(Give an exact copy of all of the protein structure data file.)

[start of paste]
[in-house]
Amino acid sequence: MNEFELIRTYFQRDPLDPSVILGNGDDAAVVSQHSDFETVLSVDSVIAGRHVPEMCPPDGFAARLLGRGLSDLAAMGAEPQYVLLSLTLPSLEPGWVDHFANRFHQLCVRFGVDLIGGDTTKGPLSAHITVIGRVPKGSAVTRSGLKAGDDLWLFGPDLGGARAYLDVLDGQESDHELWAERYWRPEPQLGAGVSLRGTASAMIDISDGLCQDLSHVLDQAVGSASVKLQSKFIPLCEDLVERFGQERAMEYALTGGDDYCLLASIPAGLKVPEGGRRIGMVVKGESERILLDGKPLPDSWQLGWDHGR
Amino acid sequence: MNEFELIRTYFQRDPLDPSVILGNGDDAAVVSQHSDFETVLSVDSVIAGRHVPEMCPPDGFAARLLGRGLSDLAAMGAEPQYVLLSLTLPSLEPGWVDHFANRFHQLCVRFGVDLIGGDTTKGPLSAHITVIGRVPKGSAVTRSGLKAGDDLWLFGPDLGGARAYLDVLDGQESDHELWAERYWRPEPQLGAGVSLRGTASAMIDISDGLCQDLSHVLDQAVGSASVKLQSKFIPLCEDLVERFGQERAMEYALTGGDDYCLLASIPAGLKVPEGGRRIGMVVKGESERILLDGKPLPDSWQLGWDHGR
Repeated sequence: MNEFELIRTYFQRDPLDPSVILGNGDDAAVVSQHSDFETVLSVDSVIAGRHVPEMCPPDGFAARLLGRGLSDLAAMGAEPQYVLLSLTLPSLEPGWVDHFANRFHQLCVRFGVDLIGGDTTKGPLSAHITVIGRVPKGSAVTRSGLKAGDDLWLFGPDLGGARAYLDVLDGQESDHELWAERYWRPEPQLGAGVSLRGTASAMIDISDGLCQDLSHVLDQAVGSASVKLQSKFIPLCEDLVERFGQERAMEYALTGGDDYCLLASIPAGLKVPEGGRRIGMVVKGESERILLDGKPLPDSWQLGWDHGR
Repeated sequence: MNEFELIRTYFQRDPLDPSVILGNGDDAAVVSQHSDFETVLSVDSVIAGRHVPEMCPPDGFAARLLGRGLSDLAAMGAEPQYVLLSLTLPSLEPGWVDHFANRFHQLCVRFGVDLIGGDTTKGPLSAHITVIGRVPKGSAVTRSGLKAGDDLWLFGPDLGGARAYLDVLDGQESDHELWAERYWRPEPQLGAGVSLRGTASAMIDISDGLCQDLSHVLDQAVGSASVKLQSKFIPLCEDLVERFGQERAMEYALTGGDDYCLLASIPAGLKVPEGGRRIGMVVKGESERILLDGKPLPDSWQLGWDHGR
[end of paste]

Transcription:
[in-house]
Amino acid sequence: MNEFELIRTYFQRDPLDPSVILGNGDDAAVVSQHSDFETVLSVDSVIAGRHVPEMCPPDGFAARLLGRGLSDLAAMGAEPQYVLLSLTLPSLEPGWVDHFANRFHQLCVRFGVDLIGGDTTKGPLSAHITVIGRVPKGSAVTRSGLKAGDDLWLFGPDLGGARAYLDVLDGQESDHELWAERYWRPEPQLGAGVSLRGTASAMIDISDGLCQDLSHVLDQAVGSASVKLQSKFIPLCEDLVERFGQERAMEYALTGGDDYCLLASIPAGLKVPEGGRRIGMVVKGESERILLDGKPLPDSWQLGWDHGR
Amino acid sequence: MNEFELIRTYFQRDPLDPSVILGNGDDAAVVSQHSDFETVLSVDSVIAGRHVPEMCPPDGFAARLLGRGLSDLAAMGAEPQYVLLSLTLPSLEPGWVDHFANRFHQLCVRFGVDLIGGDTTKGPLSAHITVIGRVPKGSAVTRSGLKAGDDLWLFGPDLGGARAYLDVLDGQESDHELWAERYWRPEPQLGAGVSLRGTASAMIDISDGLCQDLSHVLDQAVGSASVKLQSKFIPLCEDLVERFGQERAMEYALTGGDDYCLLASIPAGLKVPEGGRRIGMVVKGESERILLDGKPLPDSWQLGWDHGR
Repeated sequence: MNEFELIRTYFQRDPLDPSVILGNGDDAAVVSQHSDFETVLSVDSVIAGRHVPEMCPPDGFAARLLGRGLSDLAAMGAEPQYVLLSLTLPSLEPGWVDHFANRFHQLCVRFGVDLIGGDTTKGPLSAHITVIGRVPKGSAVTRSGLKAGDDLWLFGPDLGGARAYLDVLDGQESDHELWAERYWRPEPQLGAGVSLRGTASAMIDISDGLCQDLSHVLDQAVGSASVKLQSKFIPLCEDLVERFGQERAMEYALTGGDDYCLLASIPAGLKVPEGGRRIGMVVKGESERILLDGKPLPDSWQLGWDHGR
Repeated sequence: MNEFELIRTYFQRDPLDPSVILGNGDDAAVVSQHSDFETVLSVDSVIAGRHVPEMCPPDGFAARLLGRGLSDLAAMGAEPQYVLLSLTLPSLEPGWVDHFANRFHQLCVRFGVDLIGGDTTKGPLSAHITVIGRVPKGSAVTRSGLKAGDDLWLFGPDLGGARAYLDVLDGQESDHELWAERYWRPEPQLGAGVSLRGTASAMIDISDGLCQDLSHVLDQAVGSASVKLQSKFIPLCEDLVERFGQERAMEYALTGGDDYCLLASIPAGLKVPEGGRRIGMVVKGESERILLDGKPLPDSWQLGWDHGR